1. Join school activities, sports or clubs. These will help you become more open-minded and extroverted, learn more about yourself as well as new and useful skills. By joining a sport you learn discipline and the value of teamwork. By joining, for example, a cultural club, you learn about the culture, its customs and its people. In both, you have the opportunity of developing leadership, new friendships, and most importantly, it may help you define your identity.
  2. Become involved in your community. Reserve some of your time to help others in need. You may tutor, serve food at a shelter, play with hospitalized children, or converse with the elderly. This is for both the community and for your personal benefit. Find something you like to do and go for it!
  3. Join an organization outside of school that interests you and serves a cause. LULAC for example, has a youth council in many cities. There, you can work with other teens from around the city in organizing events to benefit the Hispanic youth. These organizations are a great way of opening yourself to different environments. Your self-confidence, as well as your leadership skills, are likely to increase.
  4. Voice your thoughts. This may seem insignificant, but what you think and feel is very important; recognize that importance. Many feel as though one voice is not sufficient to bring about any change, but it is the first step towards it; as the saying goes, a journey of a thousand miles begins with one step. You may not be alone in your opinion. If you believe enough in something, talk to people and explain your issue. With support, you can right wrongs, and bring about much needed improvement. Remember: in unity there is strength. Take action. It will take time, but follow through.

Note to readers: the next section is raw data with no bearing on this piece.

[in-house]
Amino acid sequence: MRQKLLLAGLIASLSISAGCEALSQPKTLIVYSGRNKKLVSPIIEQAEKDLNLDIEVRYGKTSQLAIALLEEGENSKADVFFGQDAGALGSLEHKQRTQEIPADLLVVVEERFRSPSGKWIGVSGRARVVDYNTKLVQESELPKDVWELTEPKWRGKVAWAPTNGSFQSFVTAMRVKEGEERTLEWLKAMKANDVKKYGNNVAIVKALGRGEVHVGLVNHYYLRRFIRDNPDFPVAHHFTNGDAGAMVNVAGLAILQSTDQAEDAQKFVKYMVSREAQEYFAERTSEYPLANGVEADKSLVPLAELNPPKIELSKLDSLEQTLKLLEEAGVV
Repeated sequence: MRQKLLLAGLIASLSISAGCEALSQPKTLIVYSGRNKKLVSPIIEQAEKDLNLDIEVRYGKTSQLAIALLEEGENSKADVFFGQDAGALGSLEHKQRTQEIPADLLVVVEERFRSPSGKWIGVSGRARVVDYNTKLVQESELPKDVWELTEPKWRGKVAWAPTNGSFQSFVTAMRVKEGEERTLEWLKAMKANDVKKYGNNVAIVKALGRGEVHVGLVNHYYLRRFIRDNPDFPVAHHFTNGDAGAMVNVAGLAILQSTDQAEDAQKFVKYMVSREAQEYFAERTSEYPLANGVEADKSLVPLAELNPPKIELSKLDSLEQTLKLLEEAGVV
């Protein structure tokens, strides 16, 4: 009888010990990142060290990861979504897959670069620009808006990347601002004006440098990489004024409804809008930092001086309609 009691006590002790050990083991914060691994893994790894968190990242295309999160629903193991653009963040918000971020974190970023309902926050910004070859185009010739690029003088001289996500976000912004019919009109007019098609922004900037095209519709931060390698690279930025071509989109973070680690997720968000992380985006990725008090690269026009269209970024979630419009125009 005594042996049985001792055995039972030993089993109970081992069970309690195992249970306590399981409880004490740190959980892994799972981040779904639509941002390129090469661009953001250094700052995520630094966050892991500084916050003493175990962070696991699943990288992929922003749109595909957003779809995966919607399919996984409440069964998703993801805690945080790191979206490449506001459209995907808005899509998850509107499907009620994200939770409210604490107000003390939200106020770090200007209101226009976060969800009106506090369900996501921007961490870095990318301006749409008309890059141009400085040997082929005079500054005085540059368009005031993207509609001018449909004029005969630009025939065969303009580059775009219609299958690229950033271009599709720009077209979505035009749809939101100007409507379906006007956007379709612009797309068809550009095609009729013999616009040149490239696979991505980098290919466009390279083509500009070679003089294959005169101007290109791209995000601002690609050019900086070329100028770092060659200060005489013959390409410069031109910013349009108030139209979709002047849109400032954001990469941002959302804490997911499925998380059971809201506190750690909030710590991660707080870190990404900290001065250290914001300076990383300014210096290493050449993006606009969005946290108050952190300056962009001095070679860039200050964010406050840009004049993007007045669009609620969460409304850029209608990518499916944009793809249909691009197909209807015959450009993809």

5. "When you have people together who believe in something very strongly - whether it's religion or politics or unions Ō things happen."
    - Cesar E. Chavez

  6. Do not conform to injustice. If you are being wronged, or if someone else is, stand up for yourself and others. Speak up, as did Martin Luther King, Rosa Parks, and so many others through the course of history. Do not be intimidated by someoneĖs age, size, or race. Help yourself and help those in need. Remember CesarĖs words:
"We cannot seek achievement for ourselves and forget about progress and prosperity for our community...Our ambitions must be broad enough to include the aspirations and needs of others, for their sakes and for our own.Ó


These are just a few of the ways in which you can help make Cesar ChavezĖs work worthwhile.

Due to the lack of communication and tolerance in America, many are impelled to express their anger and frustration through violence. If we as a society strive to integrate nonviolence in our daily lives, tragedies, such as that of Columbine High School, will not reoccur.

When faced with adversity, always keep in mind the power of nonviolence.

"Nonviolence is a very powerful weapon. Most people don't understand the power of nonviolence and tend to be amazed by the whole idea. Those who have been involved in bringing about change and see the difference between violence and nonviolence are firmly committed to a lifetime of nonviolence, not because it is easy or because it is cowardly, but because it is an effective and very powerful way."
- Cesar E. Chavez

Ilyitch N. Tabora and Dariely Rodriguez
Boston Latin School
Last Updated on May 28, 1999